Men’s basketball recovers from close loss to split weekend series

by Baily Deeter | 2/11/19 2:30am

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Ian Sistare ’20 drove into the lane against Cornell on Friday night. He scored 10 points in both games this weekend.

by Alex Fredman / The Dartmouth Senior Staff

The Dartmouth men’s basketball team remained in contention in the wide-open Ivy League, splitting a two-game homestand this weekend with Cornell University and Columbia University.  

The Big Green dropped an 83-80 heartbreaker to Cornell on Friday night, but it recovered with arguably its best performance of the season in an 82-66 blowout of Columbia. Currently, the team stands at 11-11 overall and 2-4 in Ivy League play, tying it for fifth place in the conference with Brown University and the University of Pennsylvania.

Eager to bounce back from three consecutive losses, the Big Green brought a sense of urgency for most of the first half against Cornell. Dartmouth led for the majority of the half, building up a six-point lead with about seven minutes remaining in the half.  

However, Cornell’s Matt Morgan took charge late in the first half, sinking three consecutive triples to give the Big Red a 40-34 lead. Morgan finished the night with an eye-popping 41 points, including a four-point play and a several other big shots that affected the game’s momentum. He made nine of his 11 3-pointers and set a Leede Arena record for highest point total in a single game. 

“When you give a player of his caliber space and time early in a game, he’s going to continue to find the rim later on,” Big Green head coach David McLaughlin said. “With Matt, we gave him easy looks early in the game and that got him going a bit.”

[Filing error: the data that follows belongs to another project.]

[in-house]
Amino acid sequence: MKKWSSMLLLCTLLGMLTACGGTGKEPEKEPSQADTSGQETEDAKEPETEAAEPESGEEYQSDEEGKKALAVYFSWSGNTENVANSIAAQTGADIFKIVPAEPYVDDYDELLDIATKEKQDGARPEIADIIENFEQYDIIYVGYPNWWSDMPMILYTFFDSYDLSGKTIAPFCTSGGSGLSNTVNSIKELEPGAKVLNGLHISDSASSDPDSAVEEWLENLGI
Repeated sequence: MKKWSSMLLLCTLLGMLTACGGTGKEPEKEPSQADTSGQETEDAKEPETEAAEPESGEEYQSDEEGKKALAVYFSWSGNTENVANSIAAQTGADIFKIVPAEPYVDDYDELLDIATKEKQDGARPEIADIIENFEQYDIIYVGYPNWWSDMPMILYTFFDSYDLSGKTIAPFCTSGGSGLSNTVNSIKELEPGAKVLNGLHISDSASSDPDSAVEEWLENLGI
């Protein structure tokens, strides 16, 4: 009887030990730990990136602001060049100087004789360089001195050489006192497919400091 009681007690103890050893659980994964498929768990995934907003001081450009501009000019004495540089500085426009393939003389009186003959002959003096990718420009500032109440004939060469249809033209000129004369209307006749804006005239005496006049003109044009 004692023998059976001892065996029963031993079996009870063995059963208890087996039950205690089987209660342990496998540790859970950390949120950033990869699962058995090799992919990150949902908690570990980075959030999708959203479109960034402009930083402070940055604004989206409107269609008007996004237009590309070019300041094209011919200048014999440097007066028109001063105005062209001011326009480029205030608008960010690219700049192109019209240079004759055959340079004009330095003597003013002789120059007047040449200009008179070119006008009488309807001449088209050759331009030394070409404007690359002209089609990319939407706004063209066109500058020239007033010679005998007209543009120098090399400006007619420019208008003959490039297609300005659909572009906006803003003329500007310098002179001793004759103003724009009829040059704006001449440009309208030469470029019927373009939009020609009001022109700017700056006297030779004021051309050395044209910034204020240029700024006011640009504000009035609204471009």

Dartmouth never led in the second half, but it fought hard the entire half and nearly erased an eight-point deficit with seven minutes remaining. Chris Knight ’21 stood out with a season-high 27 points, and five Dartmouth players scored in double figures.  

But despite the individual accomplishments, no one on the team was satisfied with Friday night’s outcome. 

“These are games that we should be winning that we’re not winning,” Knight said. “We need to get over this hurdle and finish these games correctly.” 

The loss marked Dartmouth’s second Ivy League loss by one possession and its third Ivy League loss by five points or fewer. However, while each of those three losses was gut-wrenching, McLaughlin made sure to emphasize just how different the team’s position in the conference would be if only a few key plays had gone differently. 

“We’re two or three shots away from having a completely different conversation,” he said. “Guys have to understand that [we’re no different of a team because we didn’t make those three shots]. As a coach, you have to show them the little things that cost us winning games. You have to give them confidence so we can turn the page.” 

It’s not always easy to turn the page after such a difficult loss, but the Big Green turned the page and wrote a perfect next chapter against Columbia. Dartmouth won the Saturday night game 82-66 and led by as much as 31 points in arguably its best performance of the season.